Tag Archives: simon miraudo

The road worrier – The Rover review (Sydney Film Festival)

By Simon Miraudo June 10, 2014 The Rover is a hugely stressful tone poem in which on-screen characters are constantly being shot and killed by off-screen characters. That precise trick made for a startling capper to David Michôd‘s breakout hit Animal Kingdom, and he trots it out again several times in his theatrical follow-up. It’s […]

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Drag race – How to Train Your Dragon 2 review (Sydney Film Festival)

By Simon Miraudo June 10, 2014 Dragons don’t kill people. Bad people with dragons kill people. So goes the lesson of How to Train Your Dragon 2, the sequel to DreamWorks Animation’s only great movie. Kids can do with that metaphor what they will, except, hopefully, apply it to drugs or guns. Written and directed […]

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Compassion play – Two Days, One Night review (Sydney Film Festival)

By Simon Miraudo June 10, 2014 Two Days, One Night is paced like a joke, but it plays like a prayer. Writer-directors the Dardenne brothers, Jean-Pierre and Luc, spend the movie repeating the setup over and over again. Marion Cotillard‘s Sandra, recovering from a nervous breakdown, has a single weekend to convince each of her […]

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Losing it at the movies – Life Itself review (Sydney Film Festival)

By Simon Miraudo June 9, 2014 Roger Ebert, lover of women, alcohol, cinema, and life itself, is seen at the conclusion of Steve James‘ new documentary making peace with his impending death, calling it a satisfying conclusion to his narrative. He would have hated being robbed a “third act” through sudden death. That’s remarkable chutzpah […]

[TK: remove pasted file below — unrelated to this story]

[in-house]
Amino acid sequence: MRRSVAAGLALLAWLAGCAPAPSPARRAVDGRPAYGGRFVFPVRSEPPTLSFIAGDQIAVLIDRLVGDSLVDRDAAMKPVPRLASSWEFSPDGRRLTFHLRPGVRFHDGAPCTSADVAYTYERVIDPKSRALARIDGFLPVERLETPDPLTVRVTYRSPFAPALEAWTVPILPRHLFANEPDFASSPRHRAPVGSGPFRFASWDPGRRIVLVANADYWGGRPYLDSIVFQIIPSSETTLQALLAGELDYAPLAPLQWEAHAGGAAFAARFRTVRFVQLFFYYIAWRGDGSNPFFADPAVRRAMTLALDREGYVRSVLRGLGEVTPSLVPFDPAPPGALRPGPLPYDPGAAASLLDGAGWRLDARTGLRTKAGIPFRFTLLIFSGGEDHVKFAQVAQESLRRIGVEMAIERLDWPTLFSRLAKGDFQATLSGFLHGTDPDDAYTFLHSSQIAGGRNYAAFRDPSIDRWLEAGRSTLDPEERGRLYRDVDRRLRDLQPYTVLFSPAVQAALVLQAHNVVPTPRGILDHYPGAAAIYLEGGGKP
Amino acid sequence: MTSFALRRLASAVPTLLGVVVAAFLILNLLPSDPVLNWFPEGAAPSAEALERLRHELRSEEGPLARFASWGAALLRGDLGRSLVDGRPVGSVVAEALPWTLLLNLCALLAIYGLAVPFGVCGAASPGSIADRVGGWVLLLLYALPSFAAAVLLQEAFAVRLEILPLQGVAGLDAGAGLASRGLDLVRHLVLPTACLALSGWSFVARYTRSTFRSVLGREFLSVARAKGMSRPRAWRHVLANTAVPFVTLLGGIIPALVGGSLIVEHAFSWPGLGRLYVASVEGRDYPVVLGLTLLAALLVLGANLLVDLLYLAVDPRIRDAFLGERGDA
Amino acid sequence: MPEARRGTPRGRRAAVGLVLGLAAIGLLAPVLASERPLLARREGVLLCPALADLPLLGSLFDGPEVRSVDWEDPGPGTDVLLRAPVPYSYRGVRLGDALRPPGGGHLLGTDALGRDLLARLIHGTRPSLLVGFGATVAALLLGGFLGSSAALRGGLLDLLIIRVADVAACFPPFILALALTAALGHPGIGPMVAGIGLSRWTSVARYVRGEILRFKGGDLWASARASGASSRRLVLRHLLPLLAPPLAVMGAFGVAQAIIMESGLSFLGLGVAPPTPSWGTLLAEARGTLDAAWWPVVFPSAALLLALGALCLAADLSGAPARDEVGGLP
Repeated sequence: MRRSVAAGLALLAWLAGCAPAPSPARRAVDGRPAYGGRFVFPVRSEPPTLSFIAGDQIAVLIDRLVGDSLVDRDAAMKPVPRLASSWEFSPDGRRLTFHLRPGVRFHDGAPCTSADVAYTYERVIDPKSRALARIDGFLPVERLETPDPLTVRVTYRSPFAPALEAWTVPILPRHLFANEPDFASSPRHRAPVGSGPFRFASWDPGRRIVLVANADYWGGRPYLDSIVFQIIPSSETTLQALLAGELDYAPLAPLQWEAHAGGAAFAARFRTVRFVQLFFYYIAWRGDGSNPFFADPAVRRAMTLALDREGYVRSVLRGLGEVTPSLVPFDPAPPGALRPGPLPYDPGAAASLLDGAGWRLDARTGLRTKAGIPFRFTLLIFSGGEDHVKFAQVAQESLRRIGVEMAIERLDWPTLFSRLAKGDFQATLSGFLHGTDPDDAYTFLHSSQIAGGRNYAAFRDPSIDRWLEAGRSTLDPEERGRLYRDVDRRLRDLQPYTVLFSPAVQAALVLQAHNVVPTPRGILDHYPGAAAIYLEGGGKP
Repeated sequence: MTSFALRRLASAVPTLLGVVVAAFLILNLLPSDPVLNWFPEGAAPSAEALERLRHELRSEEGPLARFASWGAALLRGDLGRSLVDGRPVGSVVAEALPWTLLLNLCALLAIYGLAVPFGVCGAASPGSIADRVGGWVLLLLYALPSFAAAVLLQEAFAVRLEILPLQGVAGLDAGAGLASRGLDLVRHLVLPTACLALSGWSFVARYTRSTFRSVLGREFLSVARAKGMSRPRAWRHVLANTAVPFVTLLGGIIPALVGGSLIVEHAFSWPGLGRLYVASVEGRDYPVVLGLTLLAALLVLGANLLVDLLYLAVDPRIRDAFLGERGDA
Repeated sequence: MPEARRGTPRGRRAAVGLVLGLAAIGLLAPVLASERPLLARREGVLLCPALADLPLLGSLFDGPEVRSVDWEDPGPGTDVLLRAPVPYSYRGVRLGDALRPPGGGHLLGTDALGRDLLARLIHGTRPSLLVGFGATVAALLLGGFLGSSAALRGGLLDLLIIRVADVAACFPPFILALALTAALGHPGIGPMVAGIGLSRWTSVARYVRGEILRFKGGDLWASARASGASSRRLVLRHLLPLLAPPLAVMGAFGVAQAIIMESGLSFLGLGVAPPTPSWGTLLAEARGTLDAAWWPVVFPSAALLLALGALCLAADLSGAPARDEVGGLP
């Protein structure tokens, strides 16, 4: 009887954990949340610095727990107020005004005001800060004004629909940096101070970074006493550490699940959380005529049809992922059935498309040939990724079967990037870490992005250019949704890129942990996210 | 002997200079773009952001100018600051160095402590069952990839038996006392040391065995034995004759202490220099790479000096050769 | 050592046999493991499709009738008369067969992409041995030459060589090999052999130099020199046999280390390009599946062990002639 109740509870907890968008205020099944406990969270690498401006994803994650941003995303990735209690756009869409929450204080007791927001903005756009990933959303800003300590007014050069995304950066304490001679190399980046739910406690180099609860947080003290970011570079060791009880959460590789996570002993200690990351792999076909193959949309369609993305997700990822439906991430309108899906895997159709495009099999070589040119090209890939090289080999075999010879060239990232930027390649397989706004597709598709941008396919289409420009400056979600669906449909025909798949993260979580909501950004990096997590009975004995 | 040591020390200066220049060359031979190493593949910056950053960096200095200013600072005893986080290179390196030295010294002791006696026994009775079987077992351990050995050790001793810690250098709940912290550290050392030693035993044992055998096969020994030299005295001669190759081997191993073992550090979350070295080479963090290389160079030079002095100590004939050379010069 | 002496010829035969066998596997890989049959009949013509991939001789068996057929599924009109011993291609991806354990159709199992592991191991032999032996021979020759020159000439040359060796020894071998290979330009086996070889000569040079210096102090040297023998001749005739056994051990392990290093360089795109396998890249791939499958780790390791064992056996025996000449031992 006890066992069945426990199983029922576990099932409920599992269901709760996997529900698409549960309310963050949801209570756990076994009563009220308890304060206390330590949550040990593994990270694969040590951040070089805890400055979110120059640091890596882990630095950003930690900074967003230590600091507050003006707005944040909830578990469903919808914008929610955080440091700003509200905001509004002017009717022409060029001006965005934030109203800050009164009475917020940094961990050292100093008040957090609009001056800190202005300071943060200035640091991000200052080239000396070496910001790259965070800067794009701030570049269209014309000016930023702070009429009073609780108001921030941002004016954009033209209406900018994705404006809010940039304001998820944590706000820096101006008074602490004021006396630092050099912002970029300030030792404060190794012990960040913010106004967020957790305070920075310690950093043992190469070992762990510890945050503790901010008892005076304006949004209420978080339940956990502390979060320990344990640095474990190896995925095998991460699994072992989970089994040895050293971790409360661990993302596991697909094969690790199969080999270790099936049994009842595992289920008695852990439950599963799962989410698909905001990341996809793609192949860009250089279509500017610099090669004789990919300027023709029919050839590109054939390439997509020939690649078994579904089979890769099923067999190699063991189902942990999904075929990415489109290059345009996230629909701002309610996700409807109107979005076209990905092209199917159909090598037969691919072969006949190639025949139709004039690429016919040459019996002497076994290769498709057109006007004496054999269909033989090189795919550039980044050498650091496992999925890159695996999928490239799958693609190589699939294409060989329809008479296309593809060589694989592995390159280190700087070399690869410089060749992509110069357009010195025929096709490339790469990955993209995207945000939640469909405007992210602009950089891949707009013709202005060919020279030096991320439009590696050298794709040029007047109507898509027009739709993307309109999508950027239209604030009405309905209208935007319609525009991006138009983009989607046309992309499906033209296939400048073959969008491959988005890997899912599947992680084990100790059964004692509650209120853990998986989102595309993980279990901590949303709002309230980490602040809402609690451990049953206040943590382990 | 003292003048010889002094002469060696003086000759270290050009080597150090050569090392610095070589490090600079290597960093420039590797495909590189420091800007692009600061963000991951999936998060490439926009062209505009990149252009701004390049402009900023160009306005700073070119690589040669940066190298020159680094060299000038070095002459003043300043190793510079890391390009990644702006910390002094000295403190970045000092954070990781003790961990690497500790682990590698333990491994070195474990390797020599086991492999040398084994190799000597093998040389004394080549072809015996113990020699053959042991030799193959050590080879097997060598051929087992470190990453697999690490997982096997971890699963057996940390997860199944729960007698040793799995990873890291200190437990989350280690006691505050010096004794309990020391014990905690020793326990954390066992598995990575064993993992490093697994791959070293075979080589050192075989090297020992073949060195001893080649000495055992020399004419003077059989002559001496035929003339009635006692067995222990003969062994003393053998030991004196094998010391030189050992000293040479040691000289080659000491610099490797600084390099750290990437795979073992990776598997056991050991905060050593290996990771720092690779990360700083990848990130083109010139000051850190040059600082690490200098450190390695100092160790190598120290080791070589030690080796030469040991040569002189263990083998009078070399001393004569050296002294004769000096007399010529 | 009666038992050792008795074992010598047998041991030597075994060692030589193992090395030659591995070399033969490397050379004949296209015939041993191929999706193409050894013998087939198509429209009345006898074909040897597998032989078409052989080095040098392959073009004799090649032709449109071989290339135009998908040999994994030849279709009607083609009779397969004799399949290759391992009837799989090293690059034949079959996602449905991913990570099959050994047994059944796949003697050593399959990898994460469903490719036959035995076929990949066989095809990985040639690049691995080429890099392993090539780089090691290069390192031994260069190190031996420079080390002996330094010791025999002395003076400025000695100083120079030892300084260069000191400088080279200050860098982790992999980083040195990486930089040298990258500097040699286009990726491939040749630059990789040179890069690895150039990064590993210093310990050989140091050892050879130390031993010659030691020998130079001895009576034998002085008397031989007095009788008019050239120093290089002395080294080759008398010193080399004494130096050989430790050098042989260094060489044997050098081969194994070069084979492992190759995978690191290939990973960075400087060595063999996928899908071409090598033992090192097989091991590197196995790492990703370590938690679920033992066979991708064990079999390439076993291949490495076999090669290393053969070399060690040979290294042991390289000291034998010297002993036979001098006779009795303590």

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You get what you give – Begin Again review (Sydney Film Festival)

By Simon Miraudo June 9, 2014 It’s called Begin Again, but why, when once was probably enough? Keira Knightley stars as heartbroken English singer-songwriter Greta, still reeling from a break-up with a newly-minted rock star (Adam Levine) whose increasing douchebaggery can be measured by the growth of his beard and widening of his shirts’ v-necks. […]

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Gone in 85 minutes – Locke review (Sydney Film Festival)

By Simon Miraudo June 8, 2014 Steven Knight‘s Locke makes us ride ‘shotgun’ with Tom Hardy for 85 minutes and doesn’t let us out until the final credits roll. There are worse people to be stuck in traffic with. Carrot Top. Piers Morgan. Literally any Jenner. The makers of 1996 flop Carpool tested the limits of […]

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Bless this mess – Love is Strange review (Sydney Film Festival)

By Simon Miraudo June 7, 2014 Love is Strange but the housing situation in New York is stranger. “Like something out of Kafka” is how Alfred Molina‘s character, George, describes it. Suddenly made homeless, music teacher George and his partner of 39 years, painter Ben (John Lithgow), have the unenviable task of begging their extended […]

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The young and the rest of us – Boyhood review (Sydney Film Festival)